"They spend time uploading new assignments, marking submitted assignments and leaving written and audio messages to all pupils. Our teachers are getting more creative with technology and have been creating wonderful videos to help our pupil engage and to inspire their creativity.
“As our pupils are young and require some parental support to do the assignments, we understand that families may be out of town in a different time zone and/or parents working at home, we give the flexibility to families to do these home learning assignments at their own convenience and the time given for each task is longer.”
At Stamford American School, Hong Kong, students have created websites that showcase their online learning, participated in interactive read-alouds to celebrate World Book Day, and conducted a variety of science experiments using household materials. Content can be downloaded at any time of day; additional live classes and daily teacher check-ins help to spike student engagement; and small group online tutorials are scheduled to bring together students in all grades.
Head of School Karrie Dietz said: “This has been a challenging school year for both families and schools alike, as the second school closure of the year is now stretching into mid-April and the concept of traditional in-class learning has been transformed into a completely virtual space.
“Innovation is part of the culture of the school, and education technology has always played a major role in our teaching and learning. We saw this challenge as an opportunity to engage students in meaningful ways online, and we are proud to see our community embracing this new mode of learning in such a short time.”
And at The Harbour School, a Pre-K to Grade 12 international school with three campuses on Hong Kong Island, students are once again using a virtual classroom initiative called VC@T. This online interactive learning platform was first launched during the school closures in November and is aligned to regular school schedules.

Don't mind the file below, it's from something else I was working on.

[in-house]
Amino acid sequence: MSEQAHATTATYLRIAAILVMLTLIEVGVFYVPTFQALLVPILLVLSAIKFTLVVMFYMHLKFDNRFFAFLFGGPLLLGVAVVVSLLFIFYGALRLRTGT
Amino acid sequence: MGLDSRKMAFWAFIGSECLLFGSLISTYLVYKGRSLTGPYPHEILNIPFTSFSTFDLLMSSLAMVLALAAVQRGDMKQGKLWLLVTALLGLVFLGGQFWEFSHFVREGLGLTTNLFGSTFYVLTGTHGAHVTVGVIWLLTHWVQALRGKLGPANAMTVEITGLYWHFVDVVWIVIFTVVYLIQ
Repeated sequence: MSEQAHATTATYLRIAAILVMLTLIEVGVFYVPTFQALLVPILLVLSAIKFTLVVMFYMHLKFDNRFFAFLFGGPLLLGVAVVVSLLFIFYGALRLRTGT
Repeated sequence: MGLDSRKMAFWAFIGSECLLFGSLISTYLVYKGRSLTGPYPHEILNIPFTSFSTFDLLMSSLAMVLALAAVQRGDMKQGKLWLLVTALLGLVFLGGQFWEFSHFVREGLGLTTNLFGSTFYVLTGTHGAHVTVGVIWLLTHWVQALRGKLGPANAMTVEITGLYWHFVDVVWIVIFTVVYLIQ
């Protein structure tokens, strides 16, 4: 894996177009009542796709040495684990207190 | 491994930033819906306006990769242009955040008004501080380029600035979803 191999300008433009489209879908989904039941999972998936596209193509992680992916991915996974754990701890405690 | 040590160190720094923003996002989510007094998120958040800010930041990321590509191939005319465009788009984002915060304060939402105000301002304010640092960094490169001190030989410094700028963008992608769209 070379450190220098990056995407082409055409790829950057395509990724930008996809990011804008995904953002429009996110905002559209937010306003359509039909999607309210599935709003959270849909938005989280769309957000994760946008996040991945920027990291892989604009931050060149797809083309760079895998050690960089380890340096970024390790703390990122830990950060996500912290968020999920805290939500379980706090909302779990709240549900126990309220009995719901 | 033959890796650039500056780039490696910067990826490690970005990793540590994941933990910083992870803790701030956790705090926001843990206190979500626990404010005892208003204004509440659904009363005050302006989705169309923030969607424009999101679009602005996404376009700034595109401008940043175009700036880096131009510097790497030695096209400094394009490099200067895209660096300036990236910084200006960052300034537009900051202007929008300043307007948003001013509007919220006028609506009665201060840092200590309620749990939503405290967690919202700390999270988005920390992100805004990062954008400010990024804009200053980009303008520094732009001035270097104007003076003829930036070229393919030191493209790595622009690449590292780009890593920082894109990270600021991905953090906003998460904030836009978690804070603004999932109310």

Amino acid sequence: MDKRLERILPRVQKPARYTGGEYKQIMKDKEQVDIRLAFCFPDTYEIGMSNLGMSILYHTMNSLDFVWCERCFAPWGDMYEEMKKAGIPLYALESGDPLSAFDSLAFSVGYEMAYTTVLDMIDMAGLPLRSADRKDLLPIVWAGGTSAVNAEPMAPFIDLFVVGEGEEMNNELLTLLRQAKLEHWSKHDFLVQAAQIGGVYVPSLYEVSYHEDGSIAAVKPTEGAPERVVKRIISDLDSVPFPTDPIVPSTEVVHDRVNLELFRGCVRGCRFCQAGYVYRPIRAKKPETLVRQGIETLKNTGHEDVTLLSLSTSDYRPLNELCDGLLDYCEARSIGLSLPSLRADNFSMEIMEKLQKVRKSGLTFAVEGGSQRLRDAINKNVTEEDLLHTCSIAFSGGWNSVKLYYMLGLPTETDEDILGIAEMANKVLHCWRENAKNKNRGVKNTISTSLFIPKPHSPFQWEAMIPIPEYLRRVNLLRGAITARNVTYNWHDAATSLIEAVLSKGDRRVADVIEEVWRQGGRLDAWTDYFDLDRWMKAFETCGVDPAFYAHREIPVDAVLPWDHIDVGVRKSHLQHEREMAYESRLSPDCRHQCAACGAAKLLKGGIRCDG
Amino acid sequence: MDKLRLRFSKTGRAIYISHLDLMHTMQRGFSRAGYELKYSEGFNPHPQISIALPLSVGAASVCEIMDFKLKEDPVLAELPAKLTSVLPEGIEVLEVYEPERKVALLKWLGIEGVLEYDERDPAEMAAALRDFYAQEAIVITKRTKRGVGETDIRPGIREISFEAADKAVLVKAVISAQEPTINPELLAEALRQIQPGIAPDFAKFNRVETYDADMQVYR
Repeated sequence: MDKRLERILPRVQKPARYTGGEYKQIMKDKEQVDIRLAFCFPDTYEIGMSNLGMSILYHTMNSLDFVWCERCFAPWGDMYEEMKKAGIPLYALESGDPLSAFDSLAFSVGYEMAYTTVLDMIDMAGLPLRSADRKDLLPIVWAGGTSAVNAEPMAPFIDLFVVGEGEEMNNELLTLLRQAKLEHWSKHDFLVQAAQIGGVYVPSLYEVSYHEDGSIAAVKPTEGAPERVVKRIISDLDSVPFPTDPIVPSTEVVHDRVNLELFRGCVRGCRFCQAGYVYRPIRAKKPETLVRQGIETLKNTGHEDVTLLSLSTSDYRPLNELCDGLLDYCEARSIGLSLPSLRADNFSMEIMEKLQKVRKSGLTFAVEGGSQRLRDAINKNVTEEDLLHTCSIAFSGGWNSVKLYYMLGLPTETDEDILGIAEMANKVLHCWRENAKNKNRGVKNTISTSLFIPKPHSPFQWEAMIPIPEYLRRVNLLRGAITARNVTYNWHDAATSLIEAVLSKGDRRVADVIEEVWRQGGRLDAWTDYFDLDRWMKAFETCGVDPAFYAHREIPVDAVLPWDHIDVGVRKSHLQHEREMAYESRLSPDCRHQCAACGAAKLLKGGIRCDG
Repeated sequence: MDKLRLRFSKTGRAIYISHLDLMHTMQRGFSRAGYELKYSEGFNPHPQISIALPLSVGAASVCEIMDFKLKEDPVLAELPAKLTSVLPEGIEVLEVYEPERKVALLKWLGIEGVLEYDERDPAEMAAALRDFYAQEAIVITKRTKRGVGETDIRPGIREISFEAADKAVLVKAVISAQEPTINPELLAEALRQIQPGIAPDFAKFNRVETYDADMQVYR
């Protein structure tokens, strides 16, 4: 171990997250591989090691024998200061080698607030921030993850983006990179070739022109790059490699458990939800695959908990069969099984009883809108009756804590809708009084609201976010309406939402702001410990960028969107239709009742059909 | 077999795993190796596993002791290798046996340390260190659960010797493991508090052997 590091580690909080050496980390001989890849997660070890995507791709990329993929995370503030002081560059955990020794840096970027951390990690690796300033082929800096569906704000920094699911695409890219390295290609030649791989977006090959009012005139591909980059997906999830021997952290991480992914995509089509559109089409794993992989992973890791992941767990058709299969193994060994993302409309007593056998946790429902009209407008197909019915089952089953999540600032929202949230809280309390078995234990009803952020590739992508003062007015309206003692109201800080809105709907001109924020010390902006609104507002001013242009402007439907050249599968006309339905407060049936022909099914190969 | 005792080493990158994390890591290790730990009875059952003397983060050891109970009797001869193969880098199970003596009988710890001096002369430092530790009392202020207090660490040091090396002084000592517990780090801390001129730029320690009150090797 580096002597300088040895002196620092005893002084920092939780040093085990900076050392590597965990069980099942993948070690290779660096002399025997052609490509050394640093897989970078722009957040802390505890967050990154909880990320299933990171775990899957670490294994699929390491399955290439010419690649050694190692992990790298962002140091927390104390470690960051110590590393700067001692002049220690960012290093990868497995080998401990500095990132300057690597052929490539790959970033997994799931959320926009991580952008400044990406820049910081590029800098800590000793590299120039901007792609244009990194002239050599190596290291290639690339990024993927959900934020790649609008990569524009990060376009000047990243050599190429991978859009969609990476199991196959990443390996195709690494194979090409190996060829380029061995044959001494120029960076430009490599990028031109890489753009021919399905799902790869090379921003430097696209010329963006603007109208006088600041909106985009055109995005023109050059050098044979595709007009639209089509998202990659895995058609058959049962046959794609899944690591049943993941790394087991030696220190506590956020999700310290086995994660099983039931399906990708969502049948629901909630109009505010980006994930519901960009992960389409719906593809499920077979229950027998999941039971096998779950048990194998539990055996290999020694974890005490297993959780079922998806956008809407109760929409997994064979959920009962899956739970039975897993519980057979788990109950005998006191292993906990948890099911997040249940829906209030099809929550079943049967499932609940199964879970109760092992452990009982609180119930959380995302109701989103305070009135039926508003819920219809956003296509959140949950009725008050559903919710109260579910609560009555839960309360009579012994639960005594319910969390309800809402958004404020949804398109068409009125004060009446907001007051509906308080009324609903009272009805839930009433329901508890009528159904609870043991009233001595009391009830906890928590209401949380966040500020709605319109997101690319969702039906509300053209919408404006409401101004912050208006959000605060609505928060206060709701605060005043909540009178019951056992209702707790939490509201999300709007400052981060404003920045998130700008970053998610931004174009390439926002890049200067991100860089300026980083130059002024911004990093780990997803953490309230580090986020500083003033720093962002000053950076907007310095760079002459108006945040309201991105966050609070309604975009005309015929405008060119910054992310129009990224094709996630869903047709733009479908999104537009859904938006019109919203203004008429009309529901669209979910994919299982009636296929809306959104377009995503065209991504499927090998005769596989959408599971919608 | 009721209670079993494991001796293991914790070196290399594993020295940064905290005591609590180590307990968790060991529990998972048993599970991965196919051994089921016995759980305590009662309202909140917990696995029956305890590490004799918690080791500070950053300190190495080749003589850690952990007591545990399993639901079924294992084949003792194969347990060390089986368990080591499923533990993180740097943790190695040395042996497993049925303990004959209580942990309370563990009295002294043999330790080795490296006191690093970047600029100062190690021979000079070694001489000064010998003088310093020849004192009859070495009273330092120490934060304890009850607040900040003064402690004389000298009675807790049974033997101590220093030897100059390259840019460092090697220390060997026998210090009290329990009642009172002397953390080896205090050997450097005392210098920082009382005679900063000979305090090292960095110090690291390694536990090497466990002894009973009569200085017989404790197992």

The school’s founder and principal Dr Jadis Blurton said: “Students complete assignments either via email, Google Classrooms or uploaded to their class intranet page, and use the Google Hangout function to learn about a new topic with others or have an opportunity to ask questions or work in a small group.
“Just as all classes have a set of class rules to follow when we’re in school, we’ve created Netiquette (that’s ‘Net and etiquette combined).
“For Prep to Grade 2, our younger students, teachers provided work by 5pm the day before so parents could print any work that may need to be brought home and the little ones could have greater support. We also record live sessions to be accessible to students who are not within an appropriate time zone."
In addition to online learning, schools are taking different approaches to supporting their families from a distance. For example, Shrewsbury International School Hong Kong has a selection of its library books at the campus entrance where parents can pop in to swap books; teachers are making videos at locations such as the beach to teach geology; and Renaissance College Hong Kong is offering parents free access to thousands of educational resources on Twinkl for a whole month.
Next page: Is online learning working?